Using data from a clinical trial for six- to twelve-year-olds with ADHD and aggressive behavior, I recently examined (Blader et al. 2019) whether reductions in irritability, depression, and aggression during stimulant optimizing treatment were associated with the medication patients took before they started the trial. We only recruited children who were already receiving stimulant medication and still had significant problems with rageful outbursts and aggression. We reasoned that if children were on a medication that had a higher risk of worsening irritability that they would show larger improvements when they switched from that drug to other treatment.
We found that children who were receiving lisdexamfetamine (brand name, Vyvanse) before they started the trial had both higher ratings of emotional lability, irritability, and aggressive behavior and greater improvement after switching to alternative treatment (mostly methylphenidate products). On inference is that for a number of patients, certain stimulant medications can indeed “boost” their difficulties with emotional control beyond the severity they would otherwise show, so that when they discontinue that medication and get alternate care they reap the benefit of both the drug that exacerbated their symptoms and of the different treatment that improved their negative emotional symptoms.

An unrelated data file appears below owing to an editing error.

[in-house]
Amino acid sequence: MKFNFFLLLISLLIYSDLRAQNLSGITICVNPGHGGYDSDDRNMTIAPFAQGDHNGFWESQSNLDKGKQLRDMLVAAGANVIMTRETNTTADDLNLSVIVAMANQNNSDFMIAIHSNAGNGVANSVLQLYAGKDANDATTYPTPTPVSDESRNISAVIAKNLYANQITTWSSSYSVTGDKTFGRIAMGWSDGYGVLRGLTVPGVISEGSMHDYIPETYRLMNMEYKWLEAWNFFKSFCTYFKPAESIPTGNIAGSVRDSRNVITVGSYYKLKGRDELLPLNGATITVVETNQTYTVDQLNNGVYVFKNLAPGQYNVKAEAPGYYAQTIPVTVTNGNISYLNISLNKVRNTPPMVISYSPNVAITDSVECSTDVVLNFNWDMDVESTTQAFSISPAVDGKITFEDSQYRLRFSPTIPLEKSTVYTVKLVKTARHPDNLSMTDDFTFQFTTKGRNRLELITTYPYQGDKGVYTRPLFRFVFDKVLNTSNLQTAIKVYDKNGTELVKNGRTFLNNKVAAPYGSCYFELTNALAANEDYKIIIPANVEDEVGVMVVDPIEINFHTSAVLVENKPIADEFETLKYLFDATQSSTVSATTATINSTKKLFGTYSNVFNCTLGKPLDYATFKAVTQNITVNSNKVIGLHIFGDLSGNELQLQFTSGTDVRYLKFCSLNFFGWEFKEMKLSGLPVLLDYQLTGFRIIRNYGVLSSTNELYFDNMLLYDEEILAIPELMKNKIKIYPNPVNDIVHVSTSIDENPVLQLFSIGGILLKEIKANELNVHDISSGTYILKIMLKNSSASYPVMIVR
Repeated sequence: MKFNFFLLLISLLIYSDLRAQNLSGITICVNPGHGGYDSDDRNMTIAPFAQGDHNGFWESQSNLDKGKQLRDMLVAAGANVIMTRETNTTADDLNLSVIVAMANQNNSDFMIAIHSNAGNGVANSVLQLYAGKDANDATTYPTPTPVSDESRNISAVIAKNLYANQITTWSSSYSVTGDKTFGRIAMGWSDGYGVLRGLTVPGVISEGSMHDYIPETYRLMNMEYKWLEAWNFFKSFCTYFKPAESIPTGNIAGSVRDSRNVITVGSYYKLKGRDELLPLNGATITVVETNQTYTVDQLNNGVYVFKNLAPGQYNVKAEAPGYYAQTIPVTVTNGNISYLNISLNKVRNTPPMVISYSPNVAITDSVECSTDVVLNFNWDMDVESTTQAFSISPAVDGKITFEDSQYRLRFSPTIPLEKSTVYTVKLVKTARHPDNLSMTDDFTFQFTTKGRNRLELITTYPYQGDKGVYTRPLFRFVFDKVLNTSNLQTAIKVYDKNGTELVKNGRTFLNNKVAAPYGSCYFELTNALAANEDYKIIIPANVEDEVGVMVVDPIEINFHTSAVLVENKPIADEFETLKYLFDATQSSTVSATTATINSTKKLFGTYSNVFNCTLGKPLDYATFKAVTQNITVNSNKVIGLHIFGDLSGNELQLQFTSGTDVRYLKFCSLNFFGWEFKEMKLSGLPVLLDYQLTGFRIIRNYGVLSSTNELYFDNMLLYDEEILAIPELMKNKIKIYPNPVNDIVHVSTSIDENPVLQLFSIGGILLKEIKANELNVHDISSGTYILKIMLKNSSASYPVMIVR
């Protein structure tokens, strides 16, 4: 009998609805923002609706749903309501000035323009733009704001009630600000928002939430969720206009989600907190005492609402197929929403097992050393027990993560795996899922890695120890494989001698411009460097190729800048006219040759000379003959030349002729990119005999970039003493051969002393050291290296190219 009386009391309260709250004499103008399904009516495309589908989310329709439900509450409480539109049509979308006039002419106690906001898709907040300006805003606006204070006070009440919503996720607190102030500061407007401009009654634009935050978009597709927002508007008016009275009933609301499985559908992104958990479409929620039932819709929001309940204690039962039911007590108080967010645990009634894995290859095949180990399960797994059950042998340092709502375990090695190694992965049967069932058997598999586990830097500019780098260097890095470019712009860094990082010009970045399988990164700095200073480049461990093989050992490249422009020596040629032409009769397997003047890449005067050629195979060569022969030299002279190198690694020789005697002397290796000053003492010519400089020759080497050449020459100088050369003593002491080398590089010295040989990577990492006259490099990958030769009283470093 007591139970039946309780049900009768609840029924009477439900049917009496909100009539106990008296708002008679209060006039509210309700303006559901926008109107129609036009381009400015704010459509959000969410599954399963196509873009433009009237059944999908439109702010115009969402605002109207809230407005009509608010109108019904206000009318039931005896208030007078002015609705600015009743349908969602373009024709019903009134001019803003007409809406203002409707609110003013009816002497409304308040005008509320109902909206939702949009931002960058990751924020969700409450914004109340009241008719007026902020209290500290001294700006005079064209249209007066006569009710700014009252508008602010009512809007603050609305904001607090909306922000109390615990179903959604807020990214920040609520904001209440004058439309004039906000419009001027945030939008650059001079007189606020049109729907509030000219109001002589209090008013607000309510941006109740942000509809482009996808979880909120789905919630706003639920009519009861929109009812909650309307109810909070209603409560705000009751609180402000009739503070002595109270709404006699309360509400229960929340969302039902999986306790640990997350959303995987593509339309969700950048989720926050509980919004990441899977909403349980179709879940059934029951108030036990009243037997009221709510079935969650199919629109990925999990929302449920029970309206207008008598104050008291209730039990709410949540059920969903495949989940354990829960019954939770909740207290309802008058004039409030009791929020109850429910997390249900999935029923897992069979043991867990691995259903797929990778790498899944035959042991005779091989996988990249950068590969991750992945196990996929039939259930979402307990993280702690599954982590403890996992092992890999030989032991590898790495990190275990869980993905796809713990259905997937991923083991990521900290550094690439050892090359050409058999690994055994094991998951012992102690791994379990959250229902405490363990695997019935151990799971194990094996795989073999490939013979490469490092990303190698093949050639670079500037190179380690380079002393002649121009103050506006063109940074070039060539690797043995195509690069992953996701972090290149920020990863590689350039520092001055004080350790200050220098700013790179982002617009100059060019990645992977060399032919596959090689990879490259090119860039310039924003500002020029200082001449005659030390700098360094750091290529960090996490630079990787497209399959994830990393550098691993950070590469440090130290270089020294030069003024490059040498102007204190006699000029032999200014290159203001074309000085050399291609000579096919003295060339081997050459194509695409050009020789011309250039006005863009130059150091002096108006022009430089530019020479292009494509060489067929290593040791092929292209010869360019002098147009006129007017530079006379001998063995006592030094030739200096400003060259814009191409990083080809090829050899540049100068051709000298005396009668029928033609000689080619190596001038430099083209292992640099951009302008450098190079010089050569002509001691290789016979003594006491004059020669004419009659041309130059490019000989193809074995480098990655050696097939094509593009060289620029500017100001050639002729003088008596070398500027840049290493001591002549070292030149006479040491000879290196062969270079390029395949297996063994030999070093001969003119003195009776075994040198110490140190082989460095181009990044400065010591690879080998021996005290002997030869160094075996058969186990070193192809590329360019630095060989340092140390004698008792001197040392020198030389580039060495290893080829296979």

Measurement-based care and optimal treatment
We still have a lot to learn about the interface between ADHD and emotional dysregulation. At the same time, it is heartening that many children who have both ADHD and severe problems managing their anger and frustration can in fact be greatly helped by more care spent on identifying an optimal stimulant regimen along with behavioral treatment involving parents. Doing so may reduce reliance on polypharmacy that has become so prevalent among children with these difficulties.
It is also worthwhile for clinicians and families to bear in mind that some children may show worsening of emotion-related symptoms with certain medications that is nevertheless reversible when other stimulant medications are provided. Decisions about medication-induced worsening of problems that were already present before treatment benefit from measurement-based care that enables good, quantitative tracking of response alongside treatments.